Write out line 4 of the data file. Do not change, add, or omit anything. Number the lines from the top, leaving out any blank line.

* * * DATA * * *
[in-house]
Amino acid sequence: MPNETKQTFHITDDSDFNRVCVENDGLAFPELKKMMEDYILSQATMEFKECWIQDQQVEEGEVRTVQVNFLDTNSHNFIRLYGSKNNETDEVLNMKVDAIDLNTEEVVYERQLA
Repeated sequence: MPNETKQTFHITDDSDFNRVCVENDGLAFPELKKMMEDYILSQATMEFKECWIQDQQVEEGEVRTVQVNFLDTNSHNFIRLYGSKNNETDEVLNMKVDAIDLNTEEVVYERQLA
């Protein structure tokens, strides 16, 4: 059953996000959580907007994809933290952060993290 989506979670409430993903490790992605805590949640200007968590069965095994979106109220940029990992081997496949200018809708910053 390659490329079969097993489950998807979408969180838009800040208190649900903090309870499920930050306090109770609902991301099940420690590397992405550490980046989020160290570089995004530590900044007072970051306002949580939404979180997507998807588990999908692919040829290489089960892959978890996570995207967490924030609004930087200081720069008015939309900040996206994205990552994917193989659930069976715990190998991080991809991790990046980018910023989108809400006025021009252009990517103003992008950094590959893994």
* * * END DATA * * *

């Protein structure tokens, strides 16, 4: 059953996000959580907007994809933290952060993290 989506979670409430993903490790992605805590949640200007968590069965095994979106109220940029990992081997496949200018809708910053 390659490329079969097993489950998807979408969180838009800040208190649900903090309870499920930050306090109770609902991301099940420690590397992405550490980046989020160290570089995004530590900044007072970051306002949580939404979180997507998807588990999908692919040829290489089960892959978890996570995207967490924030609004930087200081720069008015939309900040996206994205990552994917193989659930069976715990190998991080991809991790990046980018910023989108809400006025021009252009990517103003992008950094590959893994």